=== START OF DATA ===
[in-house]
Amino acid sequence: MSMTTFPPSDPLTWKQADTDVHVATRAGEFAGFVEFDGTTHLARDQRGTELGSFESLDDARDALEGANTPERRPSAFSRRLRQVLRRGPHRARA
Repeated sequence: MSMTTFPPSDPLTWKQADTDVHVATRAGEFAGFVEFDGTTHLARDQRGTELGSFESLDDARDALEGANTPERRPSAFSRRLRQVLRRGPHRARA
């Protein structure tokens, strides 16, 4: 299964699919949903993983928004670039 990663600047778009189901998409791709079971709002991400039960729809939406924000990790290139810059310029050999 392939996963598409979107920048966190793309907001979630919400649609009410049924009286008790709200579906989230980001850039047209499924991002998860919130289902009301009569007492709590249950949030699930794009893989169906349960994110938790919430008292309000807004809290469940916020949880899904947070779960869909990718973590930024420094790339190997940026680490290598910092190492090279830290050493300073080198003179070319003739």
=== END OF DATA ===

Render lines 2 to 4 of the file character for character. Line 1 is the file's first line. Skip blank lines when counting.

Amino acid sequence: MSMTTFPPSDPLTWKQADTDVHVATRAGEFAGFVEFDGTTHLARDQRGTELGSFESLDDARDALEGANTPERRPSAFSRRLRQVLRRGPHRARA
Repeated sequence: MSMTTFPPSDPLTWKQADTDVHVATRAGEFAGFVEFDGTTHLARDQRGTELGSFESLDDARDALEGANTPERRPSAFSRRLRQVLRRGPHRARA
């Protein structure tokens, strides 16, 4: 299964699919949903993983928004670039 990663600047778009189901998409791709079971709002991400039960729809939406924000990790290139810059310029050999 392939996963598409979107920048966190793309907001979630919400649609009410049924009286008790709200579906989230980001850039047209499924991002998860919130289902009301009569007492709590249950949030699930794009893989169906349960994110938790919430008292309000807004809290469940916020949880899904947070779960869909990718973590930024420094790339190997940026680490290598910092190492090279830290050493300073080198003179070319003739």